Read the Original Article at http://www.informationweek.com/news/showArticle.jhtml?articleID=224600112
We define the next-generation communications utopia as a system that provides employees with e-mail, instant messaging, collaboration, presence, voice and video communication, and structured data integration via Web client, desktop, or mobile device. But before you get too excited, realize that most IT groups won't so much be running toward this new collaboration strategy as slinking away from siloed systems that they never quite got running correctly.
Consider these data points: Nearly half of the 479 business technology professionals responding to our InformationWeek Analytics Enterprise Messaging survey either have no e-mail archiving or let users archive as they see fit--a plan that's only marginally better than nothing. A tiny 3% have e-mail search tied into a broader enterprise search system, and synchronization with enterprise apps like ERP is faring only a bit better. When we asked about interest in combined e-mail and collaboration tools, 80% basically yawn.
"E-mail is a pain but easier to deal with than the other emerging communication technologies that are less likely to be controlled and dictated by the IT department," says one respondent, who remained anonymous--possibly so potential applicants younger than 30 won't run away screaming from his company.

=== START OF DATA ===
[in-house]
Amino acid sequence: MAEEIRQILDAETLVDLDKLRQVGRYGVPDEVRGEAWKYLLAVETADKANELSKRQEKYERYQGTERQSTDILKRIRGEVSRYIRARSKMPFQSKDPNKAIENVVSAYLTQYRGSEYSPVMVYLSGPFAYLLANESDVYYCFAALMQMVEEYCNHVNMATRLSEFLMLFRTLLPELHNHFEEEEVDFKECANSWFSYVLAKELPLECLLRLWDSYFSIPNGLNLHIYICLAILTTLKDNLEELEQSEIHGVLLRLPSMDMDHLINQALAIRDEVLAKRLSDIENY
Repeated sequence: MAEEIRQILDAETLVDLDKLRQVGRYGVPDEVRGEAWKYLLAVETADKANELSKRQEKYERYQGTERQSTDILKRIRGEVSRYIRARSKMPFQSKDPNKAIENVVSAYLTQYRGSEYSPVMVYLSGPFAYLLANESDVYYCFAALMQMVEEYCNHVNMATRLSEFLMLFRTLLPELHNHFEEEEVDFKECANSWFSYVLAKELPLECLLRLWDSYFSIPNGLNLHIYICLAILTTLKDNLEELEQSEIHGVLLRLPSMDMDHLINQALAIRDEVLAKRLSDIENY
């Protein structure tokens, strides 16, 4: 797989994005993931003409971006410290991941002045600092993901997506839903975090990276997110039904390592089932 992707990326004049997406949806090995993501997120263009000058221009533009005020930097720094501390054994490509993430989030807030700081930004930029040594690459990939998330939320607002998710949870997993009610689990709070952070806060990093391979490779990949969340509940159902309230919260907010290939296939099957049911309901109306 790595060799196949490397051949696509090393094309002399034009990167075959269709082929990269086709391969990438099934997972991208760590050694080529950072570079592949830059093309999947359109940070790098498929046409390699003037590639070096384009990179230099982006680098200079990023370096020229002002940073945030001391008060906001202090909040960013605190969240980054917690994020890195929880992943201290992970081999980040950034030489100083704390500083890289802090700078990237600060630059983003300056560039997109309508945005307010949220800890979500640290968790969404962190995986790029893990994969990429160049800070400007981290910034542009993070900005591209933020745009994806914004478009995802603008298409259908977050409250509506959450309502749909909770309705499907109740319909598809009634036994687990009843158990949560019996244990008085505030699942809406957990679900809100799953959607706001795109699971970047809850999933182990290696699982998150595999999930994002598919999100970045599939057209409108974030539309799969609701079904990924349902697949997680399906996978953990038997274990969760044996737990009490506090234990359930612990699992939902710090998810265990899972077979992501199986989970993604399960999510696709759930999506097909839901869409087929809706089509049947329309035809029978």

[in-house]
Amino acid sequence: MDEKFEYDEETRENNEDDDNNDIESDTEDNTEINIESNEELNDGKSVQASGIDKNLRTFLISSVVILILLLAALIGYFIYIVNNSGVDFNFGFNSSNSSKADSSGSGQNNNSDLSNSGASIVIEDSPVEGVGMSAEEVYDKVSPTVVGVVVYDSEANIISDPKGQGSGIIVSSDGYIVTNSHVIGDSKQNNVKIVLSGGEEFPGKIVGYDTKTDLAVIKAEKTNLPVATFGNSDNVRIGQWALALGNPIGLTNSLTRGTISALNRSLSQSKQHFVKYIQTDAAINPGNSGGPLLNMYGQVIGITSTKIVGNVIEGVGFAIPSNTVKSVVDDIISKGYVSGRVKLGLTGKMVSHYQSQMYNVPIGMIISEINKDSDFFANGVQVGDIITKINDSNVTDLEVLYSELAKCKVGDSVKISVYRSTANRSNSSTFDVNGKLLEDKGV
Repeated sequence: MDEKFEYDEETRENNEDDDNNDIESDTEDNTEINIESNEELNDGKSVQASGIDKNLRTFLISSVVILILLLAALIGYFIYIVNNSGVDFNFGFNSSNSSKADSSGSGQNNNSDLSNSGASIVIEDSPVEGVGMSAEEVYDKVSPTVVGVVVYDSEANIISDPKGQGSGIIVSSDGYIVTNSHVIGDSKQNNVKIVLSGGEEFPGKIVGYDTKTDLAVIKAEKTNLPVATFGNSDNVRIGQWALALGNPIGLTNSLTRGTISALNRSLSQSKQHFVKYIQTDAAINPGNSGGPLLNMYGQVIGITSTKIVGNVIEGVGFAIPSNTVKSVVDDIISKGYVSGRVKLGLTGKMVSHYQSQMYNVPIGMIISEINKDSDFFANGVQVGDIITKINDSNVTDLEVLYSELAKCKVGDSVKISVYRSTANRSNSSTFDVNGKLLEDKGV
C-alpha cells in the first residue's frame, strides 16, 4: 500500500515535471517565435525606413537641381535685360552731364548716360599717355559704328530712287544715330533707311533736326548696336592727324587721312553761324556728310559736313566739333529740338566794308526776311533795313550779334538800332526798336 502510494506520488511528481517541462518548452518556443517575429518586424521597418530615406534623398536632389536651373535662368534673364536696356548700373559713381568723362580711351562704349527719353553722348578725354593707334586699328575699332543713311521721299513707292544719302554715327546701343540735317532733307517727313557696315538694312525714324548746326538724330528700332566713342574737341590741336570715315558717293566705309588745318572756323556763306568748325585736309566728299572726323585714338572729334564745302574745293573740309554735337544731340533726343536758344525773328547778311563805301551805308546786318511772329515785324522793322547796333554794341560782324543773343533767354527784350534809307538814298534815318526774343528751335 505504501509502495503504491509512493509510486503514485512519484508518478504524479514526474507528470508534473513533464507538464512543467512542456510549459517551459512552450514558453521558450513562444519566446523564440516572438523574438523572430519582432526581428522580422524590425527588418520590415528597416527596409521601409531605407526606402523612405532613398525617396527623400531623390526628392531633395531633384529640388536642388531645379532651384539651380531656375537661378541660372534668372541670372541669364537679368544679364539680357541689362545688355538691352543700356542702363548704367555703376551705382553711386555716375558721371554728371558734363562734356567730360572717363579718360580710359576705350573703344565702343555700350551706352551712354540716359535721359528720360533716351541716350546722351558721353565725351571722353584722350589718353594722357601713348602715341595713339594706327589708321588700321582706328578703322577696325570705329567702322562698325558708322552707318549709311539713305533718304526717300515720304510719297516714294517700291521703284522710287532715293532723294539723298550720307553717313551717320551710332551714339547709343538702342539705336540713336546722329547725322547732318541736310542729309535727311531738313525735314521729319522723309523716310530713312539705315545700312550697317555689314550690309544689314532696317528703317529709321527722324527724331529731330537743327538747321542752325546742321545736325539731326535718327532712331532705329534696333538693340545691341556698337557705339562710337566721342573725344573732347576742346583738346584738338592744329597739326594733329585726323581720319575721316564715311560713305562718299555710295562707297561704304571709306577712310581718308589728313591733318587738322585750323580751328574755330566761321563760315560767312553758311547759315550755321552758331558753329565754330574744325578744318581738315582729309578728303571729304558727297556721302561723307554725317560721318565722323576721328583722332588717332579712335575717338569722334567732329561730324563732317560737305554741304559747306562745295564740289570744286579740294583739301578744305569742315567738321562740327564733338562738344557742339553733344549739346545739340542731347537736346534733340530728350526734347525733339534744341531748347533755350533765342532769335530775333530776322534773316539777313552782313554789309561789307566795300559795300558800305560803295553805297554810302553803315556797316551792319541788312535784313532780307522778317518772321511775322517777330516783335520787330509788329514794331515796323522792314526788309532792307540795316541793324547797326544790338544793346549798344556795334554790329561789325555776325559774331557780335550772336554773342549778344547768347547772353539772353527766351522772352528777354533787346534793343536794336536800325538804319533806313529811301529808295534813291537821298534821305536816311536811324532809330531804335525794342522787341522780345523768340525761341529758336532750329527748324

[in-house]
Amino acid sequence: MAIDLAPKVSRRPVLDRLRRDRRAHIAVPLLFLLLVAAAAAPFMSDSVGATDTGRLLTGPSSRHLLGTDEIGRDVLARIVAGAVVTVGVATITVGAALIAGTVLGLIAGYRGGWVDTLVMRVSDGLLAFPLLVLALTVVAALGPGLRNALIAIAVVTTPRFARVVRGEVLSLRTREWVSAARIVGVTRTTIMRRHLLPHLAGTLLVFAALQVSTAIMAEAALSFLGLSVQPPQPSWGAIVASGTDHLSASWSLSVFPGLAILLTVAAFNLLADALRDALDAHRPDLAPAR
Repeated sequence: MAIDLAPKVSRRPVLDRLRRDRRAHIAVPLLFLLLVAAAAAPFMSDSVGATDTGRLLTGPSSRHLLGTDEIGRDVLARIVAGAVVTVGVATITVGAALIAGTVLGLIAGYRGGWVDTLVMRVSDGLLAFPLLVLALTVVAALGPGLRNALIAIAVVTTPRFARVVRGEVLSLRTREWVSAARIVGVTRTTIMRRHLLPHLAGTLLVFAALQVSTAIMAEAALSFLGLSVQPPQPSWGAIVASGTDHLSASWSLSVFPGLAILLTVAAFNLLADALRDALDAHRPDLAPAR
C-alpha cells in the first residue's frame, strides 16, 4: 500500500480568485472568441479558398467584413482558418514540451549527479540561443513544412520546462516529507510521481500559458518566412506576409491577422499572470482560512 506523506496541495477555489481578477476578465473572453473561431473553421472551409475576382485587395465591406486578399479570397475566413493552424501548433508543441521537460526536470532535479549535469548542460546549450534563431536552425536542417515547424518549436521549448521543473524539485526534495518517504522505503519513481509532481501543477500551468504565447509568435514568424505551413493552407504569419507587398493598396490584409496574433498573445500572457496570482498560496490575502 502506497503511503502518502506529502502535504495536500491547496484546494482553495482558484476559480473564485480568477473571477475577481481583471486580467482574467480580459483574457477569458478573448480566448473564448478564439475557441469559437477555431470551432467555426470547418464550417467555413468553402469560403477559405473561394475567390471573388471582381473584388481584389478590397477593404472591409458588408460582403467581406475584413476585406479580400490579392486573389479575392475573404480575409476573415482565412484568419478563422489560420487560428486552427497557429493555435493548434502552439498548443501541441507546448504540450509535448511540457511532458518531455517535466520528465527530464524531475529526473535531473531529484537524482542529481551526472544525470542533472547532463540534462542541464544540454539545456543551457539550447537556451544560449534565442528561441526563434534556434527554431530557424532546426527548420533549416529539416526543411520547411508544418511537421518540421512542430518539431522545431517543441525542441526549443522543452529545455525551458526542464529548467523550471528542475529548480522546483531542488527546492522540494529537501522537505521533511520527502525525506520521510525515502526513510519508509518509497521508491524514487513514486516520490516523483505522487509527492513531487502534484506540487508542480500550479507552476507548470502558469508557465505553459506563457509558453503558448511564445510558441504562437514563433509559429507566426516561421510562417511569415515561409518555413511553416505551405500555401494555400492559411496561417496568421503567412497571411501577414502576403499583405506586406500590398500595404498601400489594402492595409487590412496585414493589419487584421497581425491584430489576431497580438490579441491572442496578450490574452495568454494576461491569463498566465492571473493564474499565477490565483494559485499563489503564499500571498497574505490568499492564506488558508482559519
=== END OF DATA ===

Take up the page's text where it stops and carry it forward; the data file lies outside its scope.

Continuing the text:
Unfortunately, that respondent, while he may have a valid point, is living in denial. Not providing a service while also not having a policy banning its use is a recipe for an underground IT movement. Instant messaging is commonplace, yet only a third of respondents officially provide it. The rest should check Web and traffic logs. Users don't need third-party clients anymore; AOL, Google, Yahoo, and others have very nice Web 2.0 browser-based systems that work like champs. If you don't provide an approved system and ban and block consumer-focused clients, you have unmonitored and unlogged egress points for data.
Some organizations we spoke with did take the integration leap early, and stayed with it. "We started down the path of integrated e-mail way back in 2005," says George Hamin, director of IT for Subaru Canada. "Our teams are so geographically spread across such a large area, we wanted to begin with integrating voice." Hamin's group built on that success and jumped early to Exchange 2010, giving employees an integrated mailbox with voice, instant messaging, conferencing, and e-mail.
That's far from the norm, but even companies under financial constraints can do better with what they have now and position their communications systems for the next wave of collaborative technologies.
Original Sin: E-Mail In A Silo
Did we mention our surprise that 61% of the 479 business technology professionals responding to our survey don't integrate their e-mail systems into major enterprise applications like ERP or CRM? That's especially curious since 52% of respondents come from companies with upward of 1,000 employees--24% have more than 10,000.
It's mind-boggling that we've largely left this critical part of the information flow out of our structured data stores. Client and partner e-mails are lost in the ether, vendor notes disappear, and project details sit in one person's in-box while someone else screams for an update.
Most IT groups we work with blame a lack of resources and a fear of compliance and e-discovery issues, and of course, integration can be expensive; we discuss ROI justifications in depth in our full report. However, when CIOs don't think of their systems as an integrated whole, they tend to miss the obvious.
To read the rest of the article, download a free PDF